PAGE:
December 11, 2019

Commemorating Israel’s Fallen Heroes

As more than 1,500 people gathered at Adat Ari El in Valley Village to commemorate Yom HaZikaron (Israel’s Memorial Day) in an April 24 ceremony hosted by the Consulate General of Israel in Los Angeles, neither an empty seat nor a dry eye was to be found.

The holiday is taken very seriously in Israel, where sirens sound and the country literally shuts down for two minutes as citizens solemnly remember the state’s fallen heroes. According to the Ministry of Defense’s latest report, 19,312 have lost their lives defending Israel since the State was establishment in May 1948.

Here in Los Angeles, "the connection is not an easy one," noted Zvi Vapni, deputy consul general of Israel, whose father, Moshe Vapni, died during the Six-Day War. "An extra special effort must be made to carry out a similar atmosphere as the one we have in Israel."

Thirty-two local families have lost loved ones in Israel’s defense. The names of each were read, and their pictures with yahrtzeit candles were poignantly exhibited in the synagogue’s lobby.

"I have been to many services, and they are all beautiful, but this one was exceptional," said Esti Duenyas, a field representative for the State of Israel Bonds in Los Angeles.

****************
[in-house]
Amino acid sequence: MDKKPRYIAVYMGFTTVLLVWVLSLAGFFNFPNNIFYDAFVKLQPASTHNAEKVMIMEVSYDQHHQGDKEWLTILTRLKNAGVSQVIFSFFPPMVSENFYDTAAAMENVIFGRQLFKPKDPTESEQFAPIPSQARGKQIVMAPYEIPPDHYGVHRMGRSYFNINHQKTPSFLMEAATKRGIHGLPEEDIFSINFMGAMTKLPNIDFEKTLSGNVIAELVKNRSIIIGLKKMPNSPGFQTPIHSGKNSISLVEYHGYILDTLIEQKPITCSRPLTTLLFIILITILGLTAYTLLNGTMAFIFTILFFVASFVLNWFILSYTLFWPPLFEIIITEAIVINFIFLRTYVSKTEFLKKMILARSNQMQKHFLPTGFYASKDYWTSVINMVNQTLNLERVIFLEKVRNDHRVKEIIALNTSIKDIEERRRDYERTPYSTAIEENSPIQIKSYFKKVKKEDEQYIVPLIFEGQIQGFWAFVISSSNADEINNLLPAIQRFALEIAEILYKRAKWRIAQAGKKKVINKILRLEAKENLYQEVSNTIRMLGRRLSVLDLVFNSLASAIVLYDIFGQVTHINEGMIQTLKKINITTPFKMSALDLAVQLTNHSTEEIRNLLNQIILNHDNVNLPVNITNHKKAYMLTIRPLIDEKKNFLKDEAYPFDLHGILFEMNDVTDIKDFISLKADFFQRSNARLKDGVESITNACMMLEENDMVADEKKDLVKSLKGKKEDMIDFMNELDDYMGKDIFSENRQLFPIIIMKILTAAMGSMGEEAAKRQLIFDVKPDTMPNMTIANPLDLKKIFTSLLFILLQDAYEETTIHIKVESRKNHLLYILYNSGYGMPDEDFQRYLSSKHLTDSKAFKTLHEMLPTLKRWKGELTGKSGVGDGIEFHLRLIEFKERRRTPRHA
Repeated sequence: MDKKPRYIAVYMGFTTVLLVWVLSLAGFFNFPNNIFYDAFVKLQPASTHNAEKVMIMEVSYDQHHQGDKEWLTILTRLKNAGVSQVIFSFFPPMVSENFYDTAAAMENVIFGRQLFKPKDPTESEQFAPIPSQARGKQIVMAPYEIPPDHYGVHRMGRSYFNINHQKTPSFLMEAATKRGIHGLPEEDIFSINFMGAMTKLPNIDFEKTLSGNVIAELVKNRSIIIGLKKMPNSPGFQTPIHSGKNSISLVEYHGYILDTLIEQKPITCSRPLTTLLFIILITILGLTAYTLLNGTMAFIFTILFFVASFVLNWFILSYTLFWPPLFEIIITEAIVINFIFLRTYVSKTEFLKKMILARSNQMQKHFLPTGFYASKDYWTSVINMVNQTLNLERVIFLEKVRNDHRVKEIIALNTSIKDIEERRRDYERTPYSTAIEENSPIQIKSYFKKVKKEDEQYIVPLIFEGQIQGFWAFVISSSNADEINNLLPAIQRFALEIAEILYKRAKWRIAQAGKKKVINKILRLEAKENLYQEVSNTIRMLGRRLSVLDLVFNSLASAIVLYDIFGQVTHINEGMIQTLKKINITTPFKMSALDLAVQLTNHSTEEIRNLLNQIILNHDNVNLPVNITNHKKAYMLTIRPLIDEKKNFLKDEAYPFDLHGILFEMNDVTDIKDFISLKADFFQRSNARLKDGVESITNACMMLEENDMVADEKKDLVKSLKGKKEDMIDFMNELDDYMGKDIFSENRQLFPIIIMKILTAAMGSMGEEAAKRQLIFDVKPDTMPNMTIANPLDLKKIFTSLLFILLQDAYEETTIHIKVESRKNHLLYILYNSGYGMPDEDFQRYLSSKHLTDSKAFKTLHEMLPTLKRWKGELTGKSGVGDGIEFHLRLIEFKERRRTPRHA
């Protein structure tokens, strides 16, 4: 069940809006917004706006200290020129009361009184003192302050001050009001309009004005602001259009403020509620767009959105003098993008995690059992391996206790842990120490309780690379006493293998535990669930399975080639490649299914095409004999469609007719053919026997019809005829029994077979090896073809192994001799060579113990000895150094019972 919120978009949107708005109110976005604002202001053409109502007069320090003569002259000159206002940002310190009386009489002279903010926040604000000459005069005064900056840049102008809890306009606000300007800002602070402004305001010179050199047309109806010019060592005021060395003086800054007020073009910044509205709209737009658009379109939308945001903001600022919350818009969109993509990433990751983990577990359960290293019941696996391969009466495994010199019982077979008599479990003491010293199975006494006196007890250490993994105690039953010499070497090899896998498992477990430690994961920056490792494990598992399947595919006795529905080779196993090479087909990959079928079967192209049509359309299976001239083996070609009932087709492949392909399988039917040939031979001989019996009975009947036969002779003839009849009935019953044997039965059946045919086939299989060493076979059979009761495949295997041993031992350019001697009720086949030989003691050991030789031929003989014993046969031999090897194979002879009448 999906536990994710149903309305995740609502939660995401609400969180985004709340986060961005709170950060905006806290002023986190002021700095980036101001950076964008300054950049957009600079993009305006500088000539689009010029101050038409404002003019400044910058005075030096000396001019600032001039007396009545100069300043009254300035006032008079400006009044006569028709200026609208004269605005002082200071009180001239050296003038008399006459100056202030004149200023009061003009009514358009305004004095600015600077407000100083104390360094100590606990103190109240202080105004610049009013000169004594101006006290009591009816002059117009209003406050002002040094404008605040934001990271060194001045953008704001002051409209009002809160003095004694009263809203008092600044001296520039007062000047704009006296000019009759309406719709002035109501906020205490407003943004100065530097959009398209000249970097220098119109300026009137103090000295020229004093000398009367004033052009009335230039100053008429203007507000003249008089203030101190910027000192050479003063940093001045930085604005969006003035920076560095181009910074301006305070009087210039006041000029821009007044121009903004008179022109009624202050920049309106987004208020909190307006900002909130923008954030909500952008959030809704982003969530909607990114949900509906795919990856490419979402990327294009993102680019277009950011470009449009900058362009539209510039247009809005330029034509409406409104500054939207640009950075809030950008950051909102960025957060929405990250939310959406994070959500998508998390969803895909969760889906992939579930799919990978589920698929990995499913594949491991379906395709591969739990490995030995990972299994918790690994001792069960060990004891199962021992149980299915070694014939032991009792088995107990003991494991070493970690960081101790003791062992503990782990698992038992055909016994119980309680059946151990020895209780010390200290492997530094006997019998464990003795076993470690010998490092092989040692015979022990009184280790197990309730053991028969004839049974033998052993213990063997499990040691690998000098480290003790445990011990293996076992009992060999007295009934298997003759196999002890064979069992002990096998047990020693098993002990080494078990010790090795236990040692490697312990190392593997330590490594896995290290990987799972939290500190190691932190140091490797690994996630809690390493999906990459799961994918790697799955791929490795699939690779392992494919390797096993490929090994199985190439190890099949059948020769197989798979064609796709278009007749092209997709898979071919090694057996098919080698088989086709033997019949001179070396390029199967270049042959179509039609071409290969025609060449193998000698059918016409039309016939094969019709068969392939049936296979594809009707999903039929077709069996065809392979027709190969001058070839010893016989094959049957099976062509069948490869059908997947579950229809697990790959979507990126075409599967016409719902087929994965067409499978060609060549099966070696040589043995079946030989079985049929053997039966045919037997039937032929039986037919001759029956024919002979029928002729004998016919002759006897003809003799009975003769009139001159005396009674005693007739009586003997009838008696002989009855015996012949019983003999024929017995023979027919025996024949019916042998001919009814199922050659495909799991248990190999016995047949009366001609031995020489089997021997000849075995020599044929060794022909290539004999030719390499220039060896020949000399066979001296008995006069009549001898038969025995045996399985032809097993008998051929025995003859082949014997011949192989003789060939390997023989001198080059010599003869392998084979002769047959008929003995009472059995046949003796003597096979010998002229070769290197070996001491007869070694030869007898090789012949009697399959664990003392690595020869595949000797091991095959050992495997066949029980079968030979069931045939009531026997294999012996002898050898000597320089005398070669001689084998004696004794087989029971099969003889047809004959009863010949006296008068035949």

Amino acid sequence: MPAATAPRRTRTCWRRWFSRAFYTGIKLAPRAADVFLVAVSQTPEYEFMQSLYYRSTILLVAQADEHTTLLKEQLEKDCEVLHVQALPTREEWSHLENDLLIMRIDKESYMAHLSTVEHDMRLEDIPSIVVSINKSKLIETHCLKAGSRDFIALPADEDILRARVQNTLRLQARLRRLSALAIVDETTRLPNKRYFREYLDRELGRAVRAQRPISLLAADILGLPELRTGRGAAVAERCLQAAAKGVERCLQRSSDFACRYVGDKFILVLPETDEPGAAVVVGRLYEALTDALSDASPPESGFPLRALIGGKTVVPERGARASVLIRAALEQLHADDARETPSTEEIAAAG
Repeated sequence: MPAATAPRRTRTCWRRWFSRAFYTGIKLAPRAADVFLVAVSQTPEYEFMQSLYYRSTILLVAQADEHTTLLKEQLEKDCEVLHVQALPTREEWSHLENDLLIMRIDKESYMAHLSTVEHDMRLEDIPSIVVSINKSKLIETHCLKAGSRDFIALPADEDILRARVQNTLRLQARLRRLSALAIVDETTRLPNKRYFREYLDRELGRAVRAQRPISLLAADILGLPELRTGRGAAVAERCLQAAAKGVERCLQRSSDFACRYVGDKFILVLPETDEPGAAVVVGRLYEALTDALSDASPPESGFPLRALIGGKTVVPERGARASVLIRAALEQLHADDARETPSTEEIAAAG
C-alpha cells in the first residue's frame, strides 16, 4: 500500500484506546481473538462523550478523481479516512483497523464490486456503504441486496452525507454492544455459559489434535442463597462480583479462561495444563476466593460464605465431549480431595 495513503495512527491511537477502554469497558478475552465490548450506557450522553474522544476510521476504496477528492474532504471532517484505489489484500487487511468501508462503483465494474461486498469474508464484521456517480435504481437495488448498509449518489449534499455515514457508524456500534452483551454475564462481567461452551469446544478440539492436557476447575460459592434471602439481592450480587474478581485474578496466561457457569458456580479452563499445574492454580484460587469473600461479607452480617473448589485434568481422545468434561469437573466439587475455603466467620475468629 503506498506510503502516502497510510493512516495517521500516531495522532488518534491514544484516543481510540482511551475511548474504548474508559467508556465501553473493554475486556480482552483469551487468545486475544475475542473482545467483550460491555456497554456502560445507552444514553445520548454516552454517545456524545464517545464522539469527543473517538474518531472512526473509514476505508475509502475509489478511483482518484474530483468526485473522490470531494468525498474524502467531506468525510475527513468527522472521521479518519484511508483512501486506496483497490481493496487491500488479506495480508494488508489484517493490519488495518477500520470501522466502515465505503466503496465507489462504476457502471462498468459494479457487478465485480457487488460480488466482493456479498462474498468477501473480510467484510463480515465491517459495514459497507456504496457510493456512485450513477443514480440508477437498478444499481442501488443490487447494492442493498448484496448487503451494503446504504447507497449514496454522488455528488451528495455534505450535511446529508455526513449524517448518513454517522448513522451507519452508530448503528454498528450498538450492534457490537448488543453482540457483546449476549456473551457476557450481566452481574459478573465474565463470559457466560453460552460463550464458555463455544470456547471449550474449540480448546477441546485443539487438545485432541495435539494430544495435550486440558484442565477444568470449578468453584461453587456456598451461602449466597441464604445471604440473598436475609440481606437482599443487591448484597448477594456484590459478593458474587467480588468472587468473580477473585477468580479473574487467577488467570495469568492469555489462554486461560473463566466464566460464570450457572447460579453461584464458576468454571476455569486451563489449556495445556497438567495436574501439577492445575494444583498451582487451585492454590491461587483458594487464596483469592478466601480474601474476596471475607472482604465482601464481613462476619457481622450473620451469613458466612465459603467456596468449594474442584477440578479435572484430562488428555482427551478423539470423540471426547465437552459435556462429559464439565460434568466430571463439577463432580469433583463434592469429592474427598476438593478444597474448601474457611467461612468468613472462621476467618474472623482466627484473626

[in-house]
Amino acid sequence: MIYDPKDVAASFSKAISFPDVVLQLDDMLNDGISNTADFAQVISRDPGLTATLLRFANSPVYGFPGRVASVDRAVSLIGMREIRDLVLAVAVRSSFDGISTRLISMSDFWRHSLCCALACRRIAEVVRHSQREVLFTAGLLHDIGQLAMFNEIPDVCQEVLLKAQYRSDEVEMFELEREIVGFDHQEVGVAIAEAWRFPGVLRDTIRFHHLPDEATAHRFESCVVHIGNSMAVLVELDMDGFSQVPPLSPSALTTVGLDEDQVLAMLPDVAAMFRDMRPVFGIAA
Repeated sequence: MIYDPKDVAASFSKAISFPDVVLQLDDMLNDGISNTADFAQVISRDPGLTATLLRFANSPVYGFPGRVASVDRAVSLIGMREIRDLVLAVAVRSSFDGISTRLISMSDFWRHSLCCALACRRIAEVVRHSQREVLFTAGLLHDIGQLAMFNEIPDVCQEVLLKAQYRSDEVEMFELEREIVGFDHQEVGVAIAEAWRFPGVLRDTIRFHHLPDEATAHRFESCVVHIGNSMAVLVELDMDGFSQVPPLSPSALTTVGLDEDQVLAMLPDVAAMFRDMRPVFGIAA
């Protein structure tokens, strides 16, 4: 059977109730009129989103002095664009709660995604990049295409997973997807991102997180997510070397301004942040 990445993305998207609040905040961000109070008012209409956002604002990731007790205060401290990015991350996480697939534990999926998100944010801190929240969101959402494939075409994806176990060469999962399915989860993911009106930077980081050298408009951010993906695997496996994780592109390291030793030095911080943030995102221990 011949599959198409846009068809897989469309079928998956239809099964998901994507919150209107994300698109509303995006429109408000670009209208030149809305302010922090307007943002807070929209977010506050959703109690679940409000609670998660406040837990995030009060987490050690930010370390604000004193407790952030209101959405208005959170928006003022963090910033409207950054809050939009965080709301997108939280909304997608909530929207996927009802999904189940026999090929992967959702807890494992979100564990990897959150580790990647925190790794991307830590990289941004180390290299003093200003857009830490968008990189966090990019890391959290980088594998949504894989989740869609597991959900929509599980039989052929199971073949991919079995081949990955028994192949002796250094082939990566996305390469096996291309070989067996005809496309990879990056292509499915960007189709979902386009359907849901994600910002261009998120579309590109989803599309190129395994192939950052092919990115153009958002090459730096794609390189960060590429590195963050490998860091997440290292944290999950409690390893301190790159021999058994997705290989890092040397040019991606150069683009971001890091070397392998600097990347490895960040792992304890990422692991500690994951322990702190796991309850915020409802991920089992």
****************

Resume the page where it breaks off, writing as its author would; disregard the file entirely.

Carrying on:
Gila Almagor, Israel’s first lady of theater, read selections of poetry at the ceremony, and County Supervisor Zev Yaroslavsky, in a brief statement, reminded the predominantly Israeli audience that the heroic soldiers fought and died not only in defense of Israel but on behalf of the entire Jewish people.

Statements were also made by Jewish Federation President John Fishel and Consul General of Israel Yuval Rotem, who asserted that the pervasive feeling in Israel of "a dream gone sour" may instead be turned into an opportunity.

"[Rather than] divide and weaken us, Arafat has instead united and reinforced us," Rotem said.

As Yom HaZikaron ended, Yom HaAtzmaut (Israeli Independence Day) commenced. However, Israelis balance tragedy and triumph, noting that the two holidays come together as one package.

"This relationship between sadness and happiness being intertwined is at the very core of the Israeli existence," Vapni said.